If you are anything like me, a variety of workouts keeps you motivated. That’s why I decided to try subscription-based fitness app Classpass for one week. Last month, my focus was on getting back into the swing of working out. I bought a monthly membership to local yoga studio Black Swan yoga. After doing 3-4 yoga classes/week for an entire month, I knew it was time for something new and to level up my fitness game. Enter Classpass.
Classpass is a subscription-based fitness app that allows you to take classes at fitness studios all over your city. It makes getting a variety in your workouts super easy. There are three fitness packages to choose from:
$30/month – 18 credits. Visit the same studio up to one time.
$50/month – 30 credits. Visit the same studio up to two times.
$89/month – 60 credits. Visit the same studio up to three times per month.
*Prices may vary per city.
There’s a good variety of classes to choose from. You can do anything from Barre, Pilates, Yoga, Kickboxing, Strength and Conditioning, Dance, and there’s even the option to have gym time at local gyms. Variety is not an issue with this plan. Reserving classes is really easy and there are often many options and time frames to choose from.
The classes I completed in my first week of using Classpass were:
50 minute Barre class at ToddPilates & Barre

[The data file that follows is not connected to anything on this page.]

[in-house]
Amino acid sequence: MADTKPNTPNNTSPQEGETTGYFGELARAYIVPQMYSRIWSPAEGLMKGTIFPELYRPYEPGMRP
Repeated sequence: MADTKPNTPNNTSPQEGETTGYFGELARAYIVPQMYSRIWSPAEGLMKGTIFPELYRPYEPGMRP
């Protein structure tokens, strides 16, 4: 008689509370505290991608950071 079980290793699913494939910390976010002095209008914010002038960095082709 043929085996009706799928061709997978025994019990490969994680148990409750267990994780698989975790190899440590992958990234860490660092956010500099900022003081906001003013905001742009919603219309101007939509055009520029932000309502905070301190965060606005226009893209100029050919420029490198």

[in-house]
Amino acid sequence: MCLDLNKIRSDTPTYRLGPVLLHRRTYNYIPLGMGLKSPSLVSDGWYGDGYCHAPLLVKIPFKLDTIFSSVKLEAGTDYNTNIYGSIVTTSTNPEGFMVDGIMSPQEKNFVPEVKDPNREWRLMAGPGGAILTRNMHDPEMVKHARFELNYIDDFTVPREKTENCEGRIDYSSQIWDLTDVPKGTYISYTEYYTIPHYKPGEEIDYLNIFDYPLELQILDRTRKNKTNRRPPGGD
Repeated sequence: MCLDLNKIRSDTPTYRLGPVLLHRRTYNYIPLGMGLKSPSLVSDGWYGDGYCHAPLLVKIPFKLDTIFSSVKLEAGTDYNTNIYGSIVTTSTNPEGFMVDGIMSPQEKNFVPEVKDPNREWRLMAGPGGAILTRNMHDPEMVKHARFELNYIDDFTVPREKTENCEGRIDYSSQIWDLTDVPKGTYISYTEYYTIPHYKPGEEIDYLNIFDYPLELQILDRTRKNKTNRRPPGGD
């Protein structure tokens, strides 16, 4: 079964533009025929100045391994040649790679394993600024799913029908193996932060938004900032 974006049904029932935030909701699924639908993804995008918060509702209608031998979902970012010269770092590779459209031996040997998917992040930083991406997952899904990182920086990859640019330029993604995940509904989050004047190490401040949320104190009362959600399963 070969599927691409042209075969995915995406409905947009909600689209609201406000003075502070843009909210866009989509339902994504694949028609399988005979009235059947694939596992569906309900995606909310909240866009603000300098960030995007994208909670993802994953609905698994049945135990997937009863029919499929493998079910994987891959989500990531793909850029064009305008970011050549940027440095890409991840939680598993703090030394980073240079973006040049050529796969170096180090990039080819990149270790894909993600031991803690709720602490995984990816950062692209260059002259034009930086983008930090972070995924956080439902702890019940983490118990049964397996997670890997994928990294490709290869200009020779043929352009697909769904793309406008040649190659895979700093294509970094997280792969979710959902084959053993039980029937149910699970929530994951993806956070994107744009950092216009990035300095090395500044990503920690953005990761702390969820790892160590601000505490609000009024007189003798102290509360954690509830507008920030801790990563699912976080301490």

1-hour Power Yoga class at Black Swan Yoga
1-hour Barre3 Class at Barre3
1-hour Afro-Brazillian Dance class at Ballet Austin
I listed the pros, so I wanted to list the cons of this service as well. When you sign up for Classpass, you aren’t really purchasing classes. You are purchasing credits. Each class is worth a certain amount of credits. For example, ‘Gym Time’ at a local gym is only going to cost you 3 credits, while a Barre class may cost you 6 credits. This means you have to ration your credits to make it through the month. You can always purchase more credits if needed, but if you are working on a tight budget, that may not be feasible.
Another con is cancellations. Normally, if you have a membership to a studio, you can come and go as you like because you have already paid for the month. But with Classpass, when you book a class, you are reserving a space. So, if you don’t show up, they will charge you a cancellation fee. If you need to cancel for some reason, you have up until 12 hours before class to do so with no penalty. Otherwise, you will be hit with a cancellation fee. On at least two occasions I wanted to cancel due to scheduling conflicts but knew that it was too late. So, I showed up to class late. This was my most challenging hurdle with Classpass, trying to juggle work, traffic, and finding parking in time to get to class. My advice is to bring your gym clothes with you to work instead of going home to change.
Another unpleasant thing about this membership is the restrictions on the number of times you can visit a studio. This means that if you love Barre3, you might have to visit multiple studios if you choose to take Barre3 numerous times during the month. This becomes an issue if the next closest studio is 45 minutes across town.
Who Is Classpass for?
Classpass is for the person looking for more variety in their workout regime. My fitness goals are to tone up all over while having fun. Classpass will allow me to that. If you are interested in trying Classpass for 2 weeks for only $9, sign up here! And if you are ready to dive-in completely and commit to a monthly plan, you can sign up here.
I hope this post inspires you to stick to the fitness goals you made at the beginning of the year. Aim to set new goals each month and watch yourself get stronger!